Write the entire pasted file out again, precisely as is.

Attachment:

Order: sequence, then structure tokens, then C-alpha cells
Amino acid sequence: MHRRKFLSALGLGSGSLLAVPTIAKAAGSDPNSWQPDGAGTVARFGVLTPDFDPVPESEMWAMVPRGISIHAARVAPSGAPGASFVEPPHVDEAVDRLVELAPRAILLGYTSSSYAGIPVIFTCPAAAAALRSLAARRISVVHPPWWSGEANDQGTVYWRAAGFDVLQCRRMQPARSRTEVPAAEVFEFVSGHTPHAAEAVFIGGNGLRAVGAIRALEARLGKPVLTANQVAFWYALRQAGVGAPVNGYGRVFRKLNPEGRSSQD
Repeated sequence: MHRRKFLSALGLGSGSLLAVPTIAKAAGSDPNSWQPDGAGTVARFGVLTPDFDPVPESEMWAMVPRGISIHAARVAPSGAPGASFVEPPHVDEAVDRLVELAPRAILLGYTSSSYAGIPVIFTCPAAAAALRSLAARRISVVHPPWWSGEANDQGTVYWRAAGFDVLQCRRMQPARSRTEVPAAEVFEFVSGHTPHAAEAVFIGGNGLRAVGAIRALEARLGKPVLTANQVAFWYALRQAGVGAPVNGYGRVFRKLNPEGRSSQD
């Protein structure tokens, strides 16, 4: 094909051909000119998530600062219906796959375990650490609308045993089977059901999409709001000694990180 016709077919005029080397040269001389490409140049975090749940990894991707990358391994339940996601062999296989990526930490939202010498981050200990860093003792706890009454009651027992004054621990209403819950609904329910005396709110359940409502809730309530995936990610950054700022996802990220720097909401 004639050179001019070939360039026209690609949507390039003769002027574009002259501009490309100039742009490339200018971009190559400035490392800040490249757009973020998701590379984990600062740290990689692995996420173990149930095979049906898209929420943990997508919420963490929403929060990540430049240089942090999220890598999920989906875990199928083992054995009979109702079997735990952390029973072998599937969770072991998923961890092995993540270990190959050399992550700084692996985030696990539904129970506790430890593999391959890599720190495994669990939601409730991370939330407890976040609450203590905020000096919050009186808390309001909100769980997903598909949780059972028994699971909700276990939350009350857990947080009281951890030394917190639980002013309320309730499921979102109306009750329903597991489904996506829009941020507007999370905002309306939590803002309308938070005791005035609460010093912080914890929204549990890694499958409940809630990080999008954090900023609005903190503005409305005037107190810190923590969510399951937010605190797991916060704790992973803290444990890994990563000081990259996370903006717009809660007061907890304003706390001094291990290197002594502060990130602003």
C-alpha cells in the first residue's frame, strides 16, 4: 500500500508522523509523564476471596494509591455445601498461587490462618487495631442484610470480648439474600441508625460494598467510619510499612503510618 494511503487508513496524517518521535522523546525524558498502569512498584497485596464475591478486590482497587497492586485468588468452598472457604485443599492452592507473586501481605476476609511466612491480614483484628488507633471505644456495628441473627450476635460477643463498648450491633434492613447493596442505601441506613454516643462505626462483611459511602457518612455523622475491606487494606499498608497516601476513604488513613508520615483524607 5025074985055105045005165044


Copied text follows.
Order: sequence, then structure tokens, then C-alpha cells
Amino acid sequence: MHRRKFLSALGLGSGSLLAVPTIAKAAGSDPNSWQPDGAGTVARFGVLTPDFDPVPESEMWAMVPRGISIHAARVAPSGAPGASFVEPPHVDEAVDRLVELAPRAILLGYTSSSYAGIPVIFTCPAAAAALRSLAARRISVVHPPWWSGEANDQGTVYWRAAGFDVLQCRRMQPARSRTEVPAAEVFEFVSGHTPHAAEAVFIGGNGLRAVGAIRALEARLGKPVLTANQVAFWYALRQAGVGAPVNGYGRVFRKLNPEGRSSQD
Repeated sequence: MHRRKFLSALGLGSGSLLAVPTIAKAAGSDPNSWQPDGAGTVARFGVLTPDFDPVPESEMWAMVPRGISIHAARVAPSGAPGASFVEPPHVDEAVDRLVELAPRAILLGYTSSSYAGIPVIFTCPAAAAALRSLAARRISVVHPPWWSGEANDQGTVYWRAAGFDVLQCRRMQPARSRTEVPAAEVFEFVSGHTPHAAEAVFIGGNGLRAVGAIRALEARLGKPVLTANQVAFWYALRQAGVGAPVNGYGRVFRKLNPEGRSSQD
């Protein structure tokens, strides 16, 4: 094909051909000119998530600062219906796959375990650490609308045993089977059901999409709001000694990180 016709077919005029080397040269001389490409140049975090749940990894991707990358391994339940996601062999296989990526930490939202010498981050200990860093003792706890009454009651027992004054621990209403819950609904329910005396709110359940409502809730309530995936990610950054700022996802990220720097909401 004639050179001019070939360039026209690609949507390039003769002027574009002259501009490309100039742009490339200018971009190559400035490392800040490249757009973020998701590379984990600062740290990689692995996420173990149930095979049906898209929420943990997508919420963490929403929060990540430049240089942090999220890598999920989906875990199928083992054995009979109702079997735990952390029973072998599937969770072991998923961890092995993540270990190959050399992550700084692996985030696990539904129970506790430890593999391959890599720190495994669990939601409730991370939330407890976040609450203590905020000096919050009186808390309001909100769980997903598909949780059972028994699971909700276990939350009350857990947080009281951890030394917190639980002013309320309730499921979102109306009750329903597991489904996506829009941020507007999370905002309306939590803002309308938070005791005035609460010093912080914890929204549990890694499958409940809630990080999008954090900023609005903190503005409305005037107190810190923590969510399951937010605190797991916060704790992973803290444990890994990563000081990259996370903006717009809660007061907890304003706390001094291990290197002594502060990130602003």
C-alpha cells in the first residue's frame, strides 16, 4: 500500500508522523509523564476471596494509591455445601498461587490462618487495631442484610470480648439474600441508625460494598467510619510499612503510618 494511503487508513496524517518521535522523546525524558498502569512498584497485596464475591478486590482497587497492586485468588468452598472457604485443599492452592507473586501481605476476609511466612491480614483484628488507633471505644456495628441473627450476635460477643463498648450491633434492613447493596442505601441506613454516643462505626462483611459511602457518612455523622475491606487494606499498608497516601476513604488513613508520615483524607 5025074985055105045005165044